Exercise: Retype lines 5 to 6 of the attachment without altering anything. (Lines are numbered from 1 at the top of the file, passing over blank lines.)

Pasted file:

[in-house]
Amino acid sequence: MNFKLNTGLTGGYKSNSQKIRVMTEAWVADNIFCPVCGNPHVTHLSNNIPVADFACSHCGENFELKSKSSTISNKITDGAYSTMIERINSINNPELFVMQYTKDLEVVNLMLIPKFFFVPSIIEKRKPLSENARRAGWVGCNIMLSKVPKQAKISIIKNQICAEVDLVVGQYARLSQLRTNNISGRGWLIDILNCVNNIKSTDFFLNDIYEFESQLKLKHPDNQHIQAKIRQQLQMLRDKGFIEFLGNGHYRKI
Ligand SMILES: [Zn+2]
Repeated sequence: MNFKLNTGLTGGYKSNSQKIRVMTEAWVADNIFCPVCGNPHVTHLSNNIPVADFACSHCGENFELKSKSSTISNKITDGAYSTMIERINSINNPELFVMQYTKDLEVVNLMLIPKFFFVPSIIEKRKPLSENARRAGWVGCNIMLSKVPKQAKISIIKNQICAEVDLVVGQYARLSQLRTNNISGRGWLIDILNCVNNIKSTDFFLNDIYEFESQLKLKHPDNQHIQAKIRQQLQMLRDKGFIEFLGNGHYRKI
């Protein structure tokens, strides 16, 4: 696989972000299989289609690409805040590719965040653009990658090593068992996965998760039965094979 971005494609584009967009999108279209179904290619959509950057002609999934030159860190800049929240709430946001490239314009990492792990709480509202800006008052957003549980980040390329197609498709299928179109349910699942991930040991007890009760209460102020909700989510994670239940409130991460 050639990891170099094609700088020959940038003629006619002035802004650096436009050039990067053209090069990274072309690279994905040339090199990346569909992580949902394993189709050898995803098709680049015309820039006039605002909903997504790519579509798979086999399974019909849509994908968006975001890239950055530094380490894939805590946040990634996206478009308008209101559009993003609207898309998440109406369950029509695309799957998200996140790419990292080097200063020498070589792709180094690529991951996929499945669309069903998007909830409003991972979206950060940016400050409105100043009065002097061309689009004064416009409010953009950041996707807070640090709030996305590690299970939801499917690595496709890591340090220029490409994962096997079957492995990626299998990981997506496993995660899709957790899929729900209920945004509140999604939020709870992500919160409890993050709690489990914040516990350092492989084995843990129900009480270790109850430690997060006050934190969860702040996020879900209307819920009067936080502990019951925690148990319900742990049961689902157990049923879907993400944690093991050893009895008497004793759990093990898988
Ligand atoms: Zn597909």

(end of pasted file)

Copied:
């Protein structure tokens, strides 16, 4: 696989972000299989289609690409805040590719965040653009990658090593068992996965998760039965094979 971005494609584009967009999108279209179904290619959509950057002609999934030159860190800049929240709430946001490239314009990492792990709480509202800006008052957003549980980040390329197609498709299928179109349910699942991930040991007890009760209460102020909700989510994670239940409130991460 050639990891170099094609700088020959940038003629006619002035802004650096436009050039990067053209090069990274072309690279994905040339090199990346569909992580949902394993189709050898995803098709680049015309820039006039605002909903997504790519579509798979086999399974019909849509994908968006975001890239950055530094380490894939805590946040990634996206478009308008209101559009993003609207898309998440109406369950029509695309799957998200996140790419990292080097200063020498070589792709180094690529991951996929499945669309069903998007909830409003991972979206950060940016400050409105100043009065002097061309689009004064416009409010953009950041996707807070640090709030996305590690299970939801499917690595496709890591340090220029490409994962096997079957492995990626299998990981997506496993995660899709957790899929729900209920945004509140999604939020709870992500919160409890993050709690489990914040516990350092492989084995843990129900009480270790109850430690997060006050934190969860702040996020879900209307819920009067936080502990019951925690148990319900742990049961689902157990049923879907993400944690093991050893009895008497004793759990093990898988
Ligand atoms: Zn597909």